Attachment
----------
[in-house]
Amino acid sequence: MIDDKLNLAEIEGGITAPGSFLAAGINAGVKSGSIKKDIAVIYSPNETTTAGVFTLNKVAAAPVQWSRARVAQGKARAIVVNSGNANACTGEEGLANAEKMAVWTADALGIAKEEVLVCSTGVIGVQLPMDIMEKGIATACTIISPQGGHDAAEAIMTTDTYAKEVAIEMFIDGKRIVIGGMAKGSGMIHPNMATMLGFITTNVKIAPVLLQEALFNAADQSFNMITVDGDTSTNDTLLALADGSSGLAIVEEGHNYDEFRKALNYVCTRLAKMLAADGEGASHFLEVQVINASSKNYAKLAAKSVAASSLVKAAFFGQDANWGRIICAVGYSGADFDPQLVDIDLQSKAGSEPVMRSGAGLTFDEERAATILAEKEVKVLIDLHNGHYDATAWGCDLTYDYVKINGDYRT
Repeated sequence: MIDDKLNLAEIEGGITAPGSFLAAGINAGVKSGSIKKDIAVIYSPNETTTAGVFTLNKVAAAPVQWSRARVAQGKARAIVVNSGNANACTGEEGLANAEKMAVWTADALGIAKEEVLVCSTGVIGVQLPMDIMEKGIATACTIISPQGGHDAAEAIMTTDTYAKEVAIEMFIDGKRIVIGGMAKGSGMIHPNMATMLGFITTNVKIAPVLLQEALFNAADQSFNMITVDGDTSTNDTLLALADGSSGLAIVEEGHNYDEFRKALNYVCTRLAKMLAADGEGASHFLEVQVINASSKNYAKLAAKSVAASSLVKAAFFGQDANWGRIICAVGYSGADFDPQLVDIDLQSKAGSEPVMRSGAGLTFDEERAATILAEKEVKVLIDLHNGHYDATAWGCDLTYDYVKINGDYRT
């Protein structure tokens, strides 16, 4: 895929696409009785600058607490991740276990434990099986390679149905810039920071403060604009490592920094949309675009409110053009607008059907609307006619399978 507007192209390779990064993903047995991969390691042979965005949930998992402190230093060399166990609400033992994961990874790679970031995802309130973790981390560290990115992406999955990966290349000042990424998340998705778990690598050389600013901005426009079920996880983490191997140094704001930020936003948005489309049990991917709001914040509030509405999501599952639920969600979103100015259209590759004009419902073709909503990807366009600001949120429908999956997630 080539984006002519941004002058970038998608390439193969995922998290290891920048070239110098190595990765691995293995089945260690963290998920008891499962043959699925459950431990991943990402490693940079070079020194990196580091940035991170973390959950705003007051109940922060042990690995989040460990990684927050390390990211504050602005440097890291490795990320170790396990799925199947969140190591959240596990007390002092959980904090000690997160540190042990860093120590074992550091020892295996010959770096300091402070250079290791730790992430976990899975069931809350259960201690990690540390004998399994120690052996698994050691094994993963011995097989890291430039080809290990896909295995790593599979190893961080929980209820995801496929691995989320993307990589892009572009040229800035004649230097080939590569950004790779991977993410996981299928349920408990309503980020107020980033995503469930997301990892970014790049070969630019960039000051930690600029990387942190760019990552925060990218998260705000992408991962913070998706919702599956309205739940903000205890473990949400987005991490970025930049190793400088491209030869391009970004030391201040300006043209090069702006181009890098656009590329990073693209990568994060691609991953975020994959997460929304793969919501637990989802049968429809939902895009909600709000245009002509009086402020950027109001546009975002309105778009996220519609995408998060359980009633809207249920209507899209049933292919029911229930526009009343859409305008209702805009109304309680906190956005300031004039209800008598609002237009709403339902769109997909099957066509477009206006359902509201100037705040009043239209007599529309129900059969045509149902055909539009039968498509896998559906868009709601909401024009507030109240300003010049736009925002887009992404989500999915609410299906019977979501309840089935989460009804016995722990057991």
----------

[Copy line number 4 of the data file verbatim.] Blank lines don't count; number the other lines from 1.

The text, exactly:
């Protein structure tokens, strides 16, 4: 895929696409009785600058607490991740276990434990099986390679149905810039920071403060604009490592920094949309675009409110053009607008059907609307006619399978 507007192209390779990064993903047995991969390691042979965005949930998992402190230093060399166990609400033992994961990874790679970031995802309130973790981390560290990115992406999955990966290349000042990424998340998705778990690598050389600013901005426009079920996880983490191997140094704001930020936003948005489309049990991917709001914040509030509405999501599952639920969600979103100015259209590759004009419902073709909503990807366009600001949120429908999956997630 080539984006002519941004002058970038998608390439193969995922998290290891920048070239110098190595990765691995293995089945260690963290998920008891499962043959699925459950431990991943990402490693940079070079020194990196580091940035991170973390959950705003007051109940922060042990690995989040460990990684927050390390990211504050602005440097890291490795990320170790396990799925199947969140190591959240596990007390002092959980904090000690997160540190042990860093120590074992550091020892295996010959770096300091402070250079290791730790992430976990899975069931809350259960201690990690540390004998399994120690052996698994050691094994993963011995097989890291430039080809290990896909295995790593599979190893961080929980209820995801496929691995989320993307990589892009572009040229800035004649230097080939590569950004790779991977993410996981299928349920408990309503980020107020980033995503469930997301990892970014790049070969630019960039000051930690600029990387942190760019990552925060990218998260705000992408991962913070998706919702599956309205739940903000205890473990949400987005991490970025930049190793400088491209030869391009970004030391201040300006043209090069702006181009890098656009590329990073693209990568994060691609991953975020994959997460929304793969919501637990989802049968429809939902895009909600709000245009002509009086402020950027109001546009975002309105778009996220519609995408998060359980009633809207249920209507899209049933292919029911229930526009009343859409305008209702805009109304309680906190956005300031004039209800008598609002237009709403339902769109997909099957066509477009206006359902509201100037705040009043239209007599529309129900059969045509149902055909539009039968498509896998559906868009709601909401024009507030109240300003010049736009925002887009992404989500999915609410299906019977979501309840089935989460009804016995722990057991």